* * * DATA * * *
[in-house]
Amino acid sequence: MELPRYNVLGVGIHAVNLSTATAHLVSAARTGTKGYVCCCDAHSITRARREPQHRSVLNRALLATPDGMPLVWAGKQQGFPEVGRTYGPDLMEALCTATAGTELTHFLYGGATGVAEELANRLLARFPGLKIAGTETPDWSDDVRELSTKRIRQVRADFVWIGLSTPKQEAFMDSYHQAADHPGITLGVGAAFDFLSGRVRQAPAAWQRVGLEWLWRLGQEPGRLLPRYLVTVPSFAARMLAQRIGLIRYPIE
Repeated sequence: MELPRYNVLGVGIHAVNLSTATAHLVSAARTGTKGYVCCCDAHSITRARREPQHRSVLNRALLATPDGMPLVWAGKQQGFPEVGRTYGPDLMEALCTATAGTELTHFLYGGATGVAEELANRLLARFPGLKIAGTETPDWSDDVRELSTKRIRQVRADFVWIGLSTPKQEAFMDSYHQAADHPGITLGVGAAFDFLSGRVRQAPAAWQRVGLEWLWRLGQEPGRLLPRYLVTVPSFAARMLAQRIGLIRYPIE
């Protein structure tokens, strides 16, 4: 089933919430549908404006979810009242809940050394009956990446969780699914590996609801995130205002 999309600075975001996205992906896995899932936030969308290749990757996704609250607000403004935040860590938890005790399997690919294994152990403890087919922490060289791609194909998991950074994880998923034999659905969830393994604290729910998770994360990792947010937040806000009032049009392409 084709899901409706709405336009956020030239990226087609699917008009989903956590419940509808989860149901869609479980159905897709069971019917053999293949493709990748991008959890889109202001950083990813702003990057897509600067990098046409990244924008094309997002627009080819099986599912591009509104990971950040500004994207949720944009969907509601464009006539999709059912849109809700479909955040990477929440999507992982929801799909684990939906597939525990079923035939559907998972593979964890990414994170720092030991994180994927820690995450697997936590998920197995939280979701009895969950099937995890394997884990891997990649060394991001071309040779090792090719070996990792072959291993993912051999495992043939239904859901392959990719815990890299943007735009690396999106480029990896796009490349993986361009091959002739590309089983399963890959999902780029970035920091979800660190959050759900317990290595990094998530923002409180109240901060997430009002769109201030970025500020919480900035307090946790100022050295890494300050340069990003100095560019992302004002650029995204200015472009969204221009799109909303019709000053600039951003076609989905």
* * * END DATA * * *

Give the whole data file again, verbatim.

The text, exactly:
[in-house]
Amino acid sequence: MELPRYNVLGVGIHAVNLSTATAHLVSAARTGTKGYVCCCDAHSITRARREPQHRSVLNRALLATPDGMPLVWAGKQQGFPEVGRTYGPDLMEALCTATAGTELTHFLYGGATGVAEELANRLLARFPGLKIAGTETPDWSDDVRELSTKRIRQVRADFVWIGLSTPKQEAFMDSYHQAADHPGITLGVGAAFDFLSGRVRQAPAAWQRVGLEWLWRLGQEPGRLLPRYLVTVPSFAARMLAQRIGLIRYPIE
Repeated sequence: MELPRYNVLGVGIHAVNLSTATAHLVSAARTGTKGYVCCCDAHSITRARREPQHRSVLNRALLATPDGMPLVWAGKQQGFPEVGRTYGPDLMEALCTATAGTELTHFLYGGATGVAEELANRLLARFPGLKIAGTETPDWSDDVRELSTKRIRQVRADFVWIGLSTPKQEAFMDSYHQAADHPGITLGVGAAFDFLSGRVRQAPAAWQRVGLEWLWRLGQEPGRLLPRYLVTVPSFAARMLAQRIGLIRYPIE
């Protein structure tokens, strides 16, 4: 089933919430549908404006979810009242809940050394009956990446969780699914590996609801995130205002 999309600075975001996205992906896995899932936030969308290749990757996704609250607000403004935040860590938890005790399997690919294994152990403890087919922490060289791609194909998991950074994880998923034999659905969830393994604290729910998770994360990792947010937040806000009032049009392409 084709899901409706709405336009956020030239990226087609699917008009989903956590419940509808989860149901869609479980159905897709069971019917053999293949493709990748991008959890889109202001950083990813702003990057897509600067990098046409990244924008094309997002627009080819099986599912591009509104990971950040500004994207949720944009969907509601464009006539999709059912849109809700479909955040990477929440999507992982929801799909684990939906597939525990079923035939559907998972593979964890990414994170720092030991994180994927820690995450697997936590998920197995939280979701009895969950099937995890394997884990891997990649060394991001071309040779090792090719070996990792072959291993993912051999495992043939239904859901392959990719815990890299943007735009690396999106480029990896796009490349993986361009091959002739590309089983399963890959999902780029970035920091979800660190959050759900317990290595990094998530923002409180109240901060997430009002769109201030970025500020919480900035307090946790100022050295890494300050340069990003100095560019992302004002650029995204200015472009969204221009799109909303019709000053600039951003076609989905």